Sen. Joe Lieberman (I-CT) is not backing down. Americans who side with terrorists, he says, should lose their citizenship.
Lieberman has been making waves for the last day or so over his proposal to revoke the citizenship of Americans who become terrorists. Lieberman’s push comes on the heels of naturalized American citizen Faisal Shahzad being charged in Saturday’s failed Times Square car bomb attempt.
“If you’re attacking your fellow Americans in an act of war you lose the rights that come with citizenship,” Lieberman said yesterday.
And today, the senator from Connecticut isn’t backing down.“If an American citizen like Shahzad is shown to have joined and worked with a foreign terrorist organization whose aim is to attack Americans, kill Americans, I don’t think it makes any sense to continue to give them the privileges of American citizenship,” Lieberman said on Fox News.
Lieberman said he’s merely suggesting that the U.S. update a decades-old statute that calls for Americans who join foreign armies fighting the U.S. to lose their citizenship.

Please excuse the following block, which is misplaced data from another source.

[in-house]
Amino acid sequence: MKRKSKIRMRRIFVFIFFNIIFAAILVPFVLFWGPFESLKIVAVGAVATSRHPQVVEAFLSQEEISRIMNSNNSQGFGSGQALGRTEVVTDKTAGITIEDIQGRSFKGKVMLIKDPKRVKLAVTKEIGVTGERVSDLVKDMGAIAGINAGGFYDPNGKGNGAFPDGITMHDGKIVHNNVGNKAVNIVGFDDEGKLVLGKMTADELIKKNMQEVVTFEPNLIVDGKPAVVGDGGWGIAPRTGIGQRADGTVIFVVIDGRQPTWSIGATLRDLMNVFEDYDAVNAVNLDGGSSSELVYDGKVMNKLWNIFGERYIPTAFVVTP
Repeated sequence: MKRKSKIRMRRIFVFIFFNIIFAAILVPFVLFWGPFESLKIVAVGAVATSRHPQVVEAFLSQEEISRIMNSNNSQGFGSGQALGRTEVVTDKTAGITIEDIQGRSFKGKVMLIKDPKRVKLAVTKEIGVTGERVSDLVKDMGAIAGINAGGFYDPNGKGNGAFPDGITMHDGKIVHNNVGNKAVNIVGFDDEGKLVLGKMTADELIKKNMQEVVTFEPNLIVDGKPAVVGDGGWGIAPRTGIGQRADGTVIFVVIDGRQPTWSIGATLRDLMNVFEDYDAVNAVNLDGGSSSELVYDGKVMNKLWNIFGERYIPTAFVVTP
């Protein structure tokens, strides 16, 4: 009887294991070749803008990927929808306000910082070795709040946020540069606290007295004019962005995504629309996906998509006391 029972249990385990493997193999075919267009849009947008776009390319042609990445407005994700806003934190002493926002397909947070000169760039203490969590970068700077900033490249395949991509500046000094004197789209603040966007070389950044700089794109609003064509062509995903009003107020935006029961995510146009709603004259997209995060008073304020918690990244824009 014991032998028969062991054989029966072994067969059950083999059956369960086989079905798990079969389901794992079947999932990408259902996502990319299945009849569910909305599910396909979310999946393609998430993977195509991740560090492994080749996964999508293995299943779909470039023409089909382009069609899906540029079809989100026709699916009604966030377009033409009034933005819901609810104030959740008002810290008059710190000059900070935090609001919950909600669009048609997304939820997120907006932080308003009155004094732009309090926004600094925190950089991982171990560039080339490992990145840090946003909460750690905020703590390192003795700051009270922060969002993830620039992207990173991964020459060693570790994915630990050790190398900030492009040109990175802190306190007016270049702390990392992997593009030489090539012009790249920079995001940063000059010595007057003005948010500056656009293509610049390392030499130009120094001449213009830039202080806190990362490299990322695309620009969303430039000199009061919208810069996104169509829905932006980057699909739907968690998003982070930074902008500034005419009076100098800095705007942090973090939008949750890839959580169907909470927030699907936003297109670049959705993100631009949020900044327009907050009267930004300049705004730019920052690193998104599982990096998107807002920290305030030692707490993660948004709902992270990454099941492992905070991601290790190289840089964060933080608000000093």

The senator said there’s a process involved in this de-citizenizing — complete with an initial State Department decision and appeals process.
“This is not gonna just be Joe Lieberman in a room somewhere saying, ‘Ah, you’re an enemy of the United States, you lose your citizenship.'”
This is not a major step, it’s just updating a law that exists and it’s doing what’s right. American citizenship is a privilege, not a right.
Lieberman will officially roll out the “Terrorist Expatriation Act” at noon Thursday with Sen. Scott Brown (R-MA) and Reps. Charlie Dent (R-PA) and Jason Altmire (D-PA)
When Lieberman proposed the idea yesterday, it wasn’t clear whether the revocations might apply to groups like the Hutaree, a Michigan militia that planned to target the government. Though Lieberman didn’t address that concern specifically today, he did say the rule would only apply to Americans who “join a foreign terrorist organization as designated by the U.S. Department of State.”
Yesterday, it also seemed like Lieberman’s proposal had the support of Sen. Chuck Schumer (D-NY), who told AFP: “That sounds like something I’d support, but I’d have to look at the legislation.”
But today, Schumer’s spokesman tells Greg Sargent:
The senator was approached abruptly in the hall of the Capitol by a reporter before he had even heard about the legislation or what it did. Having learned about the proposal, he believes it would be found unconstitutional in this context and would also be ineffective. There are much better ways of obtaining information from terrorists.
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